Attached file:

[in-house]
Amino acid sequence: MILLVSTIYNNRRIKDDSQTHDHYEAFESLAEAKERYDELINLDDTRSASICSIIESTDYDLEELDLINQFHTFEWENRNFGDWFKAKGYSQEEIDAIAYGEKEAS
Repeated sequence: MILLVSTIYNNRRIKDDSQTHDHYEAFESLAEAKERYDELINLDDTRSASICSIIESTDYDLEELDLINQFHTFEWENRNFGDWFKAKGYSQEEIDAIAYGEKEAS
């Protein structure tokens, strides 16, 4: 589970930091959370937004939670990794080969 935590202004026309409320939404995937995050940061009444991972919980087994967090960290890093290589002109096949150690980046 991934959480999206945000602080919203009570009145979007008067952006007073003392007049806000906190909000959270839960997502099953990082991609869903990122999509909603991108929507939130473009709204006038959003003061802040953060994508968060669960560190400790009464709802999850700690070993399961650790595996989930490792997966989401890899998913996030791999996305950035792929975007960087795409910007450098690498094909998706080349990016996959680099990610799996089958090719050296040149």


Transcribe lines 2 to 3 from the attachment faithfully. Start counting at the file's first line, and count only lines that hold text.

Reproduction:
Amino acid sequence: MILLVSTIYNNRRIKDDSQTHDHYEAFESLAEAKERYDELINLDDTRSASICSIIESTDYDLEELDLINQFHTFEWENRNFGDWFKAKGYSQEEIDAIAYGEKEAS
Repeated sequence: MILLVSTIYNNRRIKDDSQTHDHYEAFESLAEAKERYDELINLDDTRSASICSIIESTDYDLEELDLINQFHTFEWENRNFGDWFKAKGYSQEEIDAIAYGEKEAS